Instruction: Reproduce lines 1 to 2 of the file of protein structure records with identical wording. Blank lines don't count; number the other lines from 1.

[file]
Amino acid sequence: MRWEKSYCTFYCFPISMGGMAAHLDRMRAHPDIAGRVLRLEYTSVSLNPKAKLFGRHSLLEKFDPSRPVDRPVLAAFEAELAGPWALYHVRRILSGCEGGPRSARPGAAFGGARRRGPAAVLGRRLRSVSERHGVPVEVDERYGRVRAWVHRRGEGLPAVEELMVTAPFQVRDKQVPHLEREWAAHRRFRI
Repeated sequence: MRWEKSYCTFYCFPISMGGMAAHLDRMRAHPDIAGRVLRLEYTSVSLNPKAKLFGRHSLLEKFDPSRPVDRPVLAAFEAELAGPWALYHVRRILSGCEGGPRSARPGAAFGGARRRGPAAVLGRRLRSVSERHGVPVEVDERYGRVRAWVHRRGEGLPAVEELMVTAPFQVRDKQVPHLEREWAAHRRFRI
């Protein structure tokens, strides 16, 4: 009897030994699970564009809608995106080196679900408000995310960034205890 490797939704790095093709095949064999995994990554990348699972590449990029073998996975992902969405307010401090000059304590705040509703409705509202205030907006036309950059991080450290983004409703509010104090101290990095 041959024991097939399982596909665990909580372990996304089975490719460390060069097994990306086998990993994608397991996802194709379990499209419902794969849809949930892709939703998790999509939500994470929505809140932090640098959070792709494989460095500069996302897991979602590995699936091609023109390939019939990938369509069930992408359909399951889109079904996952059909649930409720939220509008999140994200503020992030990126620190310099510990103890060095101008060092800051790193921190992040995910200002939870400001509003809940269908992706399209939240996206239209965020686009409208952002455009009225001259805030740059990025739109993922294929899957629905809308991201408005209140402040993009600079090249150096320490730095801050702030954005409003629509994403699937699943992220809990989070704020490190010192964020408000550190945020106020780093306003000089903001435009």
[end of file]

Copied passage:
Amino acid sequence: MRWEKSYCTFYCFPISMGGMAAHLDRMRAHPDIAGRVLRLEYTSVSLNPKAKLFGRHSLLEKFDPSRPVDRPVLAAFEAELAGPWALYHVRRILSGCEGGPRSARPGAAFGGARRRGPAAVLGRRLRSVSERHGVPVEVDERYGRVRAWVHRRGEGLPAVEELMVTAPFQVRDKQVPHLEREWAAHRRFRI
Repeated sequence: MRWEKSYCTFYCFPISMGGMAAHLDRMRAHPDIAGRVLRLEYTSVSLNPKAKLFGRHSLLEKFDPSRPVDRPVLAAFEAELAGPWALYHVRRILSGCEGGPRSARPGAAFGGARRRGPAAVLGRRLRSVSERHGVPVEVDERYGRVRAWVHRRGEGLPAVEELMVTAPFQVRDKQVPHLEREWAAHRRFRI